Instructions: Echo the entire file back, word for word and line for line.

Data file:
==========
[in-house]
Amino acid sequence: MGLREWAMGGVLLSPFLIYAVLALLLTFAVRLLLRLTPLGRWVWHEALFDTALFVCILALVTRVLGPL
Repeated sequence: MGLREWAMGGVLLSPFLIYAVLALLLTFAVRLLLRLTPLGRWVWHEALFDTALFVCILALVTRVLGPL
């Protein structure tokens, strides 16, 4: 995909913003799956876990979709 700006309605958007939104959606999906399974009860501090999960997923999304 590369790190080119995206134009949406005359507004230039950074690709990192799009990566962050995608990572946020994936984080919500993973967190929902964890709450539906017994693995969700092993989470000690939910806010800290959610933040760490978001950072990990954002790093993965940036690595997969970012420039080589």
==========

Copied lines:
[in-house]
Amino acid sequence: MGLREWAMGGVLLSPFLIYAVLALLLTFAVRLLLRLTPLGRWVWHEALFDTALFVCILALVTRVLGPL
Repeated sequence: MGLREWAMGGVLLSPFLIYAVLALLLTFAVRLLLRLTPLGRWVWHEALFDTALFVCILALVTRVLGPL
């Protein structure tokens, strides 16, 4: 995909913003799956876990979709 700006309605958007939104959606999906399974009860501090999960997923999304 590369790190080119995206134009949406005359507004230039950074690709990192799009990566962050995608990572946020994936984080919500993973967190929902964890709450539906017994693995969700092993989470000690939910806010800290959610933040760490978001950072990990954002790093993965940036690595997969970012420039080589």